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What can I Expect from Hernia Laparoscopy?

By Meshell Powell
Updated May 17, 2024
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Hernia laparoscopy is a minimally invasive surgical procedure that is used to repair a hernia. This type of surgery involves a shorter recovery period as well as fewer chances of developing complications such as infections than with an open surgery. During hernia laparoscopy, small instruments are placed into small incisions made in the abdominal wall. These instruments are used to repair any holes or tears in the abdominal wall and return the intestines to their original position.

In most cases, hernia laparoscopy is performed under general anesthesia, meaning that the patient is completely sedated during the procedure. A small incision is then made near the naval, or belly button. Two or three small puncture holes are also made into the abdominal wall. These tiny incisions allow for the insertion of a small camera and other necessary medical instruments.

Once the incisions have been made and the medical instruments have been inserted, hernia laparoscopy typically involves the insertion of a small piece of mesh material that is used to reinforce the abdominal wall. This prevents the intestines from protruding through the defect in the future. The mesh material may be secured in a number of ways, depending on the preferences of the surgeon. Some of the choices include staples, sutures, or tacks made of titanium.

After the mesh has been secured, the surgical wound is closed and the hernia laparoscopy is complete. In some cases, the patient can go home the same day as the procedure, although it is more common to be observed overnight in the hospital for signs of possible complications. Recovery time for hernia laparoscopy is generally around two weeks as opposed to six weeks with open surgery. There may be considerable pain or discomfort for a couple of days following surgery, but it typically begins to lessen dramatically after that time period. It is important for the patient to carefully follow all directions given by the medical staff concerning rest and proper post-operative care of the surgical site.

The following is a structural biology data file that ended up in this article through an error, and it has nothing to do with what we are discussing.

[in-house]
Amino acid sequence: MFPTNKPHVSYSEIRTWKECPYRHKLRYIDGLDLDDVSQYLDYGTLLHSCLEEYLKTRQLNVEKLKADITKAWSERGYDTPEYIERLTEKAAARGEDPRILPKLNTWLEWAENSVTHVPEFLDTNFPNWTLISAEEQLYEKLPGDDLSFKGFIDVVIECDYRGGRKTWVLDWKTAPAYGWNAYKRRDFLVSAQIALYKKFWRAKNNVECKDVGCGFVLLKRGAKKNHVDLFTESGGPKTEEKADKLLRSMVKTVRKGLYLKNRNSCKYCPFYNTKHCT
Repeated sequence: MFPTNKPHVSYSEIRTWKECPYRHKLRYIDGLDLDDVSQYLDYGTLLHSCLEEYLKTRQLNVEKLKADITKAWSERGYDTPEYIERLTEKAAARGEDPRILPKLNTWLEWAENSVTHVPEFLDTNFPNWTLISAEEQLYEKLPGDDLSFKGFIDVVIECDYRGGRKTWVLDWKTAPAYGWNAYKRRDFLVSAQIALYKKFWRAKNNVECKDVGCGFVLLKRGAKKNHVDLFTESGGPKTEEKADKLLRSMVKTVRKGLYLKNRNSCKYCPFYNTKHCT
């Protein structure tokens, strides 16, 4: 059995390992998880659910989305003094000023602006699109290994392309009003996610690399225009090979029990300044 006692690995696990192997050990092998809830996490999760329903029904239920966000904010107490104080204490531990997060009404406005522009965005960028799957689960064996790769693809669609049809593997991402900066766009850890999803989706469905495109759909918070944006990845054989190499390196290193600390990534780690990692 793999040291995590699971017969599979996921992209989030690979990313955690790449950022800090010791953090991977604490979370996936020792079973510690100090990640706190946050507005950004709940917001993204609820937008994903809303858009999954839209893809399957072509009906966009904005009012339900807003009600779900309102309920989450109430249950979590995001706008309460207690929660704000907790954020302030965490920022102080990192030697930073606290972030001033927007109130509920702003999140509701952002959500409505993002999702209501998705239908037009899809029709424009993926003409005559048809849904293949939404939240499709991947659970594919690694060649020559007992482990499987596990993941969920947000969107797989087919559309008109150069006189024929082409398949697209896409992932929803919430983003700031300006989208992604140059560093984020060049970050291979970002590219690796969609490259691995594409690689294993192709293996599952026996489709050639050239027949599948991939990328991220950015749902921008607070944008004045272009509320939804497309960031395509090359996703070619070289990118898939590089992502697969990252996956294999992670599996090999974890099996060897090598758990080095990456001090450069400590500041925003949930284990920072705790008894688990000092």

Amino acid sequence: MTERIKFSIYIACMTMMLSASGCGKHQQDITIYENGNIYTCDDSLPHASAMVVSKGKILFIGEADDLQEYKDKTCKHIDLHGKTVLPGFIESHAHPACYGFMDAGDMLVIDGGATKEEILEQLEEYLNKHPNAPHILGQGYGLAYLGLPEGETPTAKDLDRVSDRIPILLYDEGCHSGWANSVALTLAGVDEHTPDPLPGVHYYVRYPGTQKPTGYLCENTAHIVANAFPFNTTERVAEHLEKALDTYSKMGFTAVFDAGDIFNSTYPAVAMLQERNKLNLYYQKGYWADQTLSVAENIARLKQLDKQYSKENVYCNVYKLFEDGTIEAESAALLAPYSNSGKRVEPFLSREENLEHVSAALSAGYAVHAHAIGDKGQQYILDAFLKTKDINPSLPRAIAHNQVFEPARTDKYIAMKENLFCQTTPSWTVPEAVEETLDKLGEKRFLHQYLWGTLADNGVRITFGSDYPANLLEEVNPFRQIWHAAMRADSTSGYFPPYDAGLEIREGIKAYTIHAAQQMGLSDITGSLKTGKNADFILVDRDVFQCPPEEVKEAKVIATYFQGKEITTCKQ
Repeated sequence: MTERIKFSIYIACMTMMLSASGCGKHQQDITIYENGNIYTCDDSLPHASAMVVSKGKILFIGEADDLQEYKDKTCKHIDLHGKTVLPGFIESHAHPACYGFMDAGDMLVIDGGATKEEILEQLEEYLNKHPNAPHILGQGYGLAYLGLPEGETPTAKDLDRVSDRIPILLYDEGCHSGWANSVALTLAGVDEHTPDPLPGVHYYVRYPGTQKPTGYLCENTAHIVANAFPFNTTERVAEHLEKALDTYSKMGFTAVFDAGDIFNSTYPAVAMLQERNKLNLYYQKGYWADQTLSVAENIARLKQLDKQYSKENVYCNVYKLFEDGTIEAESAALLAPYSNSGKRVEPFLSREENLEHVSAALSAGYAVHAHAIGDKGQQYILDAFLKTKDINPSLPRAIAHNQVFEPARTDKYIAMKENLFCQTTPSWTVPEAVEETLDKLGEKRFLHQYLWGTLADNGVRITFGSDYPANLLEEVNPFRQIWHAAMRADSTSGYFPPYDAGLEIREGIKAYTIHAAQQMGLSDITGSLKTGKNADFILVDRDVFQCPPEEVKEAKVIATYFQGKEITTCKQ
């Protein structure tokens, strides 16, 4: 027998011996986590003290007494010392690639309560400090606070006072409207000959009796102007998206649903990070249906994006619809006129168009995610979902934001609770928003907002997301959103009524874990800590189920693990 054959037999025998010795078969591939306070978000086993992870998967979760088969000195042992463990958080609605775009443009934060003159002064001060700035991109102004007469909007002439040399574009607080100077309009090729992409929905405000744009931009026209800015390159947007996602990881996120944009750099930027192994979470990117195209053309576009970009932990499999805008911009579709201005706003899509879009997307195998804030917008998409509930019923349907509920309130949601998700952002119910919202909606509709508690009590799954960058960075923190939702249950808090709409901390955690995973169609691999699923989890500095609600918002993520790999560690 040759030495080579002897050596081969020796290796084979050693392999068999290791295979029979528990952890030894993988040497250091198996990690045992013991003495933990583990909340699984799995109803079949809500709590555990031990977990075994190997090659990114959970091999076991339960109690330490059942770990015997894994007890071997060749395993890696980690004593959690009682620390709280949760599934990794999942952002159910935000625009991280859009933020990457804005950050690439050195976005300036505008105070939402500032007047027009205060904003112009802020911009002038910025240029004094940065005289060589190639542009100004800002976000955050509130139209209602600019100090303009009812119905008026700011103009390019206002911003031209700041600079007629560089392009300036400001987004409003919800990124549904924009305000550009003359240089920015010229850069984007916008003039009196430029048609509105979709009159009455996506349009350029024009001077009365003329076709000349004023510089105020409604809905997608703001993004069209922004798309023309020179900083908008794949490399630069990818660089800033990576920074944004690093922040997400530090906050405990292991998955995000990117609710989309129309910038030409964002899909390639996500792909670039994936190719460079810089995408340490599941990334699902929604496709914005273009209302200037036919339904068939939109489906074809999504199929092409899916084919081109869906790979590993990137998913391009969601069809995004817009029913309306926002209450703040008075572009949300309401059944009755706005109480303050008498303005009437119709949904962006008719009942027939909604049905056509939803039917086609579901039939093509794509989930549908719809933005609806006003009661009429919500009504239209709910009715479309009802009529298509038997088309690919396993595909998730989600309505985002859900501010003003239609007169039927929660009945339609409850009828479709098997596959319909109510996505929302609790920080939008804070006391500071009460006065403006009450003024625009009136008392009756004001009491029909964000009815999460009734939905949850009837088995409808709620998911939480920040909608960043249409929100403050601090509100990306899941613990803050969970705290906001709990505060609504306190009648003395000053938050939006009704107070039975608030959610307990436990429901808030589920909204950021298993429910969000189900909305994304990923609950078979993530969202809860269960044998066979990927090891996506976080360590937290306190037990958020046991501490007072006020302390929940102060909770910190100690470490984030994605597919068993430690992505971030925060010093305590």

Prescription pain medications may be given for the first few days following hernia laparoscopy, although many patients do well with over-the-counter pain relievers such as aspirin or ibuprofen. Complications are rare, but any unusual or bothersome symptoms that occur following the surgery should be reported to a doctor. Some things to watch out for include fever, chills, and bleeding. Other potential signs of complications may include difficulty urinating, shortness of breath, or increased swelling near the surgical site.

WiseGEEK is dedicated to providing accurate and trustworthy information. We carefully select reputable sources and employ a rigorous fact-checking process to maintain the highest standards. To learn more about our commitment to accuracy, read our editorial process.

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